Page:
What kind of world do you want to be a part of? It may seem easy to answer. Many of us would say we want a world of peace, one in which all people and governments affirm the fundamental humanity and dignity of every individual, regardless of artificially constructed borders on maps, on land, in water, in space, or in ourselves.

A world of equality and egalitarianism, of respect and lovingkindness, of clean air and comfortable shelter, of healthy food and health care, of safety and security in all its forms. A world in which personal freedom is humble, kind, and considerate, not pompous, narcissistic, bombastic, authoritarian, and oppressive.

A world in which justice is restorative, not retributive and vengeful. A world in which we never fail to “interfere” in order to liberate the tormented, persecuted, and oppressed, as espoused by the late Elie Wiesel, Holocaust witness and survivor, sage, human rights advocate, writer, speaker, and Nobel Peace Prize Laureate. Some might acknowledge that these are noble ideals while dismissing them as utopian, unrealistic, naïve, and even impossible.

While the answer may seem at once easy to conceptualize and ridiculous in its impossibility to implement, there are public and private institutions and organizations accomplishing what too many others dismiss as too…too expensive, too time-consuming, too difficult…too whatever. We can be overwhelmed considering the Herculean tasks before us.

However, we can learn that, as internationally acclaimed scholar, ethologist, and environmentalist Dr. Jane Goodall asserts, “Act locally first, see that you make a difference—then you dare to think globally.” Let’s examine materials exploring and analyzing how communities around the world have solved local problems, which in turn serve to encourage students to identify their own community problems and to design projects to solve them.

From early 2016 until early 2019, the BBC World Service ran a series it created, “My Perfect Country.” In 22 episodes of 27 minutes each, experts including scientists, researchers, scholars, legal authorities, community organizers and advocates, and citizens examine and debate the implemented policies designed to ameliorate a particularly vexing problem in each country and consider how the policies could be applied to other countries facing similar problems.

“How has Norway managed to have the lowest rate of prisoners reoffending in Europe?” “Does Cuba have the best policy for surviving hurricanes?” “Rwanda has closed its gender gap by 80%. Is it a model other countries should follow?” These are just three of the intriguing topics. Deciding to go local itself, the BBC World Service next launched “My Perfect City,” a series of seven episodes modeled after its previous series. Among the episodes was recycling and sustainable transportation in San Francisco, data used to help Seoul “run smoothly,” participatory budgeting in Paris, and reducing knife crime in Glasgow.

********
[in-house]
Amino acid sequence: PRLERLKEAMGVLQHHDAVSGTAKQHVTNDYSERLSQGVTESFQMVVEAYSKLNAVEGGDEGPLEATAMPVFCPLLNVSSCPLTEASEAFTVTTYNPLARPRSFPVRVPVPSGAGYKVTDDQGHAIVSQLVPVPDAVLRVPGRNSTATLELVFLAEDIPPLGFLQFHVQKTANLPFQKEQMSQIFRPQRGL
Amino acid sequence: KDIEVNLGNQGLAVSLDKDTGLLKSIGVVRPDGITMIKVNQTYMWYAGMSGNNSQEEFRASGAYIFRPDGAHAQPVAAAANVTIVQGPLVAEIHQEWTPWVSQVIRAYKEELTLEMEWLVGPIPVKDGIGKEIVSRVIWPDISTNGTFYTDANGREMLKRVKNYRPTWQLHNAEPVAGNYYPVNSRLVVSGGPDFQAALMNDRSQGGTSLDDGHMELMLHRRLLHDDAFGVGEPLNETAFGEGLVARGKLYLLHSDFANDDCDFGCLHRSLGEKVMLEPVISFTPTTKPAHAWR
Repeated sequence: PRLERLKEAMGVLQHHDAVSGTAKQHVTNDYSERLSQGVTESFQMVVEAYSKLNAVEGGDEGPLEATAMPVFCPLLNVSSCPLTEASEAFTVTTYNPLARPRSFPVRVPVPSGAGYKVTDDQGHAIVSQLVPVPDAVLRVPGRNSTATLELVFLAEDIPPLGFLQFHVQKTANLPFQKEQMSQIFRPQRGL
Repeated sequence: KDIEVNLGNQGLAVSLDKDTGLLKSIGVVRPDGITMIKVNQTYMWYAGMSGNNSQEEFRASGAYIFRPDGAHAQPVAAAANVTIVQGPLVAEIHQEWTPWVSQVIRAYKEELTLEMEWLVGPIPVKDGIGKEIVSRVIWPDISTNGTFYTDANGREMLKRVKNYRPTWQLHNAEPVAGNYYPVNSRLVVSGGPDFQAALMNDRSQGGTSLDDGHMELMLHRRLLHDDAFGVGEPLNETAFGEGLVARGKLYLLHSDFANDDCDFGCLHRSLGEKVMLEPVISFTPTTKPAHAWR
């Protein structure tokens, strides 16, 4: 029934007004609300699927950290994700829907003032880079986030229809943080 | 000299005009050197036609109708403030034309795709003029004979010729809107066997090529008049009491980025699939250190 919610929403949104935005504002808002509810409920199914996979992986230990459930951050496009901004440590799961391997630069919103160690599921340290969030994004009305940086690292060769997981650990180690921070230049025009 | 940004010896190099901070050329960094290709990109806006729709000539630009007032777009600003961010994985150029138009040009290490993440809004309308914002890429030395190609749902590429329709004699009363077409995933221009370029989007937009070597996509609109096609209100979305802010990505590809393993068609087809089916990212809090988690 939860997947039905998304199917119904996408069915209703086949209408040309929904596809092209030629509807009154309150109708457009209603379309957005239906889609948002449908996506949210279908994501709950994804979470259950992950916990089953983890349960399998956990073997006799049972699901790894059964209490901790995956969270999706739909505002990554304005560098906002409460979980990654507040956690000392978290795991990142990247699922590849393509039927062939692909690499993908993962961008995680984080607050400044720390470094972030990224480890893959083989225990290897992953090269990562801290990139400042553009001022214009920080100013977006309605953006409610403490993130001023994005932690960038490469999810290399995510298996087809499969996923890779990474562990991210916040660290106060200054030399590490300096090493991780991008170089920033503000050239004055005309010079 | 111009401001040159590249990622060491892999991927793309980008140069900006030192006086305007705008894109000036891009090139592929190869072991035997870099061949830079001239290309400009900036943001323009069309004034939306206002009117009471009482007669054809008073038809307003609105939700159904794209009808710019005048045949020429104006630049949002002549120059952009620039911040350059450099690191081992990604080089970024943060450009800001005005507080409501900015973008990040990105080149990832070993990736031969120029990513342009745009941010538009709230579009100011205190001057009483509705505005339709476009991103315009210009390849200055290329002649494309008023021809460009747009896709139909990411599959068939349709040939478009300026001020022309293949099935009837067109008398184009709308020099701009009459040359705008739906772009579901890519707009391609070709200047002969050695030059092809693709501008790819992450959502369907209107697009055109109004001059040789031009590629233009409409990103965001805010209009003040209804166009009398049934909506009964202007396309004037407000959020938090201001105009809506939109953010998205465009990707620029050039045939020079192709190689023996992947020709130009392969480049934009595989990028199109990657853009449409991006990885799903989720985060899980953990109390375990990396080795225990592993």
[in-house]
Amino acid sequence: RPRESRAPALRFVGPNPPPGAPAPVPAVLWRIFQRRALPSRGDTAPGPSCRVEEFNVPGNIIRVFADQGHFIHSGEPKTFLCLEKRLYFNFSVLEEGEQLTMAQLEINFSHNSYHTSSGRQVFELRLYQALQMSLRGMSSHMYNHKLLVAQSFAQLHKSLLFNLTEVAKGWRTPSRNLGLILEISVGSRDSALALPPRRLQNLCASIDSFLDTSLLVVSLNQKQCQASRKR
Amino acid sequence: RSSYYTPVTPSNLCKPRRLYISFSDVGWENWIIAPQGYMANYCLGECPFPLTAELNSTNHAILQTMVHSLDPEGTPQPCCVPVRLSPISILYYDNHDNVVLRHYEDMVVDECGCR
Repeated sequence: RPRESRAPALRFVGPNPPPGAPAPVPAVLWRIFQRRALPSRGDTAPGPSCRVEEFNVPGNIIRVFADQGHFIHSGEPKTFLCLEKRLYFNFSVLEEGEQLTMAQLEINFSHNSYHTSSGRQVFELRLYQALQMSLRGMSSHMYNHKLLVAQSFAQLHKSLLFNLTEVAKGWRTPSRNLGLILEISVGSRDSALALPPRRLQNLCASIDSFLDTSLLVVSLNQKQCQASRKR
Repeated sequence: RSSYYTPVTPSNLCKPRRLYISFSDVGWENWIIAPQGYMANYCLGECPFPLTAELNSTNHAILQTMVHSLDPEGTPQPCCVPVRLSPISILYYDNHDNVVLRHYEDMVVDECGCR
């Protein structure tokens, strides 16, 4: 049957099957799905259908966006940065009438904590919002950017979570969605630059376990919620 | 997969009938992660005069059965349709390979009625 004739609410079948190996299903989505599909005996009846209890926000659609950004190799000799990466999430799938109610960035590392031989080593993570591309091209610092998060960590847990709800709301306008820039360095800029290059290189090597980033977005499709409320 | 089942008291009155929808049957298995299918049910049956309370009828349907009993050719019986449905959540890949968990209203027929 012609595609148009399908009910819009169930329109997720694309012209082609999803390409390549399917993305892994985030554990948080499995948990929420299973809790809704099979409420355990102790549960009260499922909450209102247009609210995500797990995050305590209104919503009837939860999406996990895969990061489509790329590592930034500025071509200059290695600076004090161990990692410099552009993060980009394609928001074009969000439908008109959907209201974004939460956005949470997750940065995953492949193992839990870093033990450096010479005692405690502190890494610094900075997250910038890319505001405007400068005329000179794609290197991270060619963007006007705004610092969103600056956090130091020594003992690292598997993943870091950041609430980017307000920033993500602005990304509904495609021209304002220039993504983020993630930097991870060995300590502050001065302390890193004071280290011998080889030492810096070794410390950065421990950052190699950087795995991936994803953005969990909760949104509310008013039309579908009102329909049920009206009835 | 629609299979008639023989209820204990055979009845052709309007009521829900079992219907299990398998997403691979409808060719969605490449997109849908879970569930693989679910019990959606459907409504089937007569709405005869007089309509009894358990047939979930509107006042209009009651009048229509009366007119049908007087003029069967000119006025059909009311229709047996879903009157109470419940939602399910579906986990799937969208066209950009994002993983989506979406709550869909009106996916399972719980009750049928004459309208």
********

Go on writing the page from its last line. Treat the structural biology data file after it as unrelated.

The BBC series’ topics are heady and suited for students with advanced skills. There are other resources for students spanning skill levels. PBLworks.org, formerly the Buck Institute of Education, focuses solely on project-based learning and makes available a wide variety of projects, many of which focus on community improvement.

The compelling topics include, “How can we make change happen in our community?” “How can we use data to tell a local story that will inform and motivate community members to action?” “How can our school best support our overall health and wellness?” “How can we plan and prepare a meal to feed people in our community?” “How can we keep our communities safe in the face of natural hazards?” And most germane for our current time, “Can we predict and stop the spread of an infectious disease?”

Roots and Shoots, an initiative of the Jane Goodall Institute, believes in “Empowering youth to proudly stand for what they believe in.” The initiative embraces and supports “Compassionate Traits” and a four-step model: get engaged; observe; take action; and celebrate. The website has projects searchable by theme (nine themes including education and literacy, peace and hope, animals, refugees and displaced persons, and climate change); group type (including schools, homeschoolers, nonprofits, and communities); age level (from 4 and under to 26 and over); and project status (complete or active). The project map illustrates that people worldwide are involved in Roots and Shoots projects.

Edutopia.org also offers guidance to facilitate authentic problem-solving projects. Although geared to elementary school levels, the projects are adaptable. Dana McCauley, principal of Crellin Elementary School in Oakland, Maryland, observes, “When you can help kids see the impact they can have to solve a problem in their own little corner of the world, it’s an opportunity to learn something. It's an opportunity to make something good happen. That gives them that sense of belonging and a sense of being a part of something bigger.”

PBLworks.org: Selected projects for making something good happen:

Waiting on the World to Change
Community Voices
Make a Difference
Healthy Choices = Long Life
Hunger
Shrinking Our Footprints
Breaking Bread in Our Community
Eco Writers
There's WHAT in My Water?!
Ready for Anything
Rain or Shine
Pandemic!
Taking Care of Our Environment
Making the Grade
Planning for the Future
Lifting Our Voices
Broken Laws
Ultimate Design Challenge
Making Space for Change